1. Place the skinless chicken into a large pot and pour in enough water to cover the chicken. Cover and bring to a boil. Once it boils and the foamy stuff comes up, drain, and thoroughly rinse both the chicken and the pot. Place the chicken back into the pot, pour in plenty of water, and bring to a boil then allow the chicken to cook through. Once the chicken is falling off the bones, turn the heat off and remove the chicken -- but reserve the broth. Allow the chicken to cool enough to handle before pulling the meat off the bones. Place the boiled chicken back into the broth and set aside.
  2. Prepare all of the vegetables: Cut the each ear of corn into four pieces and place into the pot along with the remaining vegetables, bay leaves, salt, and pepper corns. You'll now need to add more water into the pot. Pour in enough so that the vegetables and chicken are completely covered. Place the lid on the pot, turn the heat to medium-low, simmer until all of the vegetables have softened and cooked through. Taste the soup -- careful not to burn yourself! Add more salt if needed.
To serve the way Mexicans eat their caldo:
  1. Serve alongside warm corn tortillas, slices of fresh limes. I love also to add several drops of hot sauce, like Cholula. Enjoy!

 

Caldo de pollo or Mexican Chicken Soup by @SpicieFoodie | #mexican #caldo #chicken #soup

Check out the soup archives for international soup and stew recipes.

 

{ 0 comments }

in Chicken & Poultry,Mexican,Soups/Stews

Breakfast Yogurt with Lingonberry Jam and Oat Crackers with Goat Cheese and Lingonberry Jam

Thumbnail image for Breakfast Yogurt with Lingonberry Jam and Oat Crackers with Goat Cheese and Lingonberry Jam November 18, 2014

Previously I shared the recipe for Sweden’s national dish: Swedish Meatballs in a Creamy Sauce with Mashed Potatoes, and Lingonberry Jam. The meal was a huge hit and we can’t wait to eat again soon. You may remember that I stated that the recipe for the homemade lingonberry jam yields a big portion. So today […]

4 comments Recipe and full article here..

Earth Eats: Swedish Meatballs in a Creamy Sauce with Mashed Potatoes, and Lingonberry Jam

Thumbnail image for Earth Eats: Swedish Meatballs in a Creamy Sauce with Mashed Potatoes, and Lingonberry Jam November 14, 2014

Sweden is a Northern European country that is part of Scandinavia. The land that gave the world Pippi Longstocking (or Pippi Långstrump as she is known in Sweden), crispbread, Ikea, Greta Garbo, Ingrid Bergman, Ann-Margret, Roxette, Ace of Base, The Cardigans, that awful (to me) and unmentionable band with the name that starts with A, the […]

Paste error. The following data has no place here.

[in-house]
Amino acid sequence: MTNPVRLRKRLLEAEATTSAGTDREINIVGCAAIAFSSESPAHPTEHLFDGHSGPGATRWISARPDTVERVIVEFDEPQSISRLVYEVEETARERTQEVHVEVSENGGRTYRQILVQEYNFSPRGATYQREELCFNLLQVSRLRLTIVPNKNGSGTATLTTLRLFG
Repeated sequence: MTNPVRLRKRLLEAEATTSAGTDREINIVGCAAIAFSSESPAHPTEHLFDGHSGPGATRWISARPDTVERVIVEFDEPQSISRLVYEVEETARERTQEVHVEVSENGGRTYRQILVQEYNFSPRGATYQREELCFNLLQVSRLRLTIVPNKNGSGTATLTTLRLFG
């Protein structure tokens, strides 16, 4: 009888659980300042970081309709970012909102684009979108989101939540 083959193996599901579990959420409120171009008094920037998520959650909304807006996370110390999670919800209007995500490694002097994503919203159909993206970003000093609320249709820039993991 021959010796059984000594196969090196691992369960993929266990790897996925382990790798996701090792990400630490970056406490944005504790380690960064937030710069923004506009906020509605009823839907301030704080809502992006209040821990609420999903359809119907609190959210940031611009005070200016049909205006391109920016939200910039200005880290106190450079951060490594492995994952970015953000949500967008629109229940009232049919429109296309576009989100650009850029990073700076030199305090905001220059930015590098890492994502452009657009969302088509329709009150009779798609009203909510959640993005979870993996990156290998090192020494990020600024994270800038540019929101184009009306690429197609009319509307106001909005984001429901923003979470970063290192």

8 comments Recipe and full article here..

36 Spicie Foodie Recipes for Your Thanksgiving Dinner

Thumbnail image for 36 Spicie Foodie Recipes for Your Thanksgiving Dinner November 11, 2014

How is it that Thanksgiving Day is almost here? This past year has been full of adventure and great life moments for me, but it sure has gone super past. I’m very thankful for everything I have. One of the things I am always thankful is for having an abundance of good food. Today I’d […]

8 comments Recipe and full article here..

Sunday Snapshots: Mayan Dancers of Founder’s Park

Thumbnail image for Sunday Snapshots: Mayan Dancers of Founder’s Park November 9, 2014

If you’ve ever been to or Googled Playa del Carmen, you’ll immediately recognise the famous statue in the parque fundadores or Founder’s Park. The statue is located where the park ends and it meets the beach. Under the statue is sand, a children’s play area, benches, and small food stalls selling fresh fruits. It is […]

8 comments Recipe and full article here..

Chickpea Curry with Swiss Chard, Clavo Red Chilies, and Corn Tortillas

Thumbnail image for Chickpea Curry with Swiss Chard, Clavo Red Chilies, and Corn Tortillas November 5, 2014

  Are you a fan of curry? I love curry! I consider myself very lucky to know how to cook a good curry; I’m not an expert, but I know a good curry when I taste it. The word curry can mean so many different things to each individual. And that’s part of the reason […]

8 comments Recipe and full article here..

Your Best Recipes: October’s YBR Roundup

Thumbnail image for Your Best Recipes: October’s YBR Roundup October 31, 2014

Welcome to this month’s YBR roundup. Before we get to the recipes I’d like to announce the “Featured YBR Winner”. And the winner is… #9, congratulations Taruna of Easy Food Smith! I’ll be in touch shortly.     Thank you everyone for making another YBR possible. And now here are Your Best Recipes of October […]

7 comments Recipe and full article here..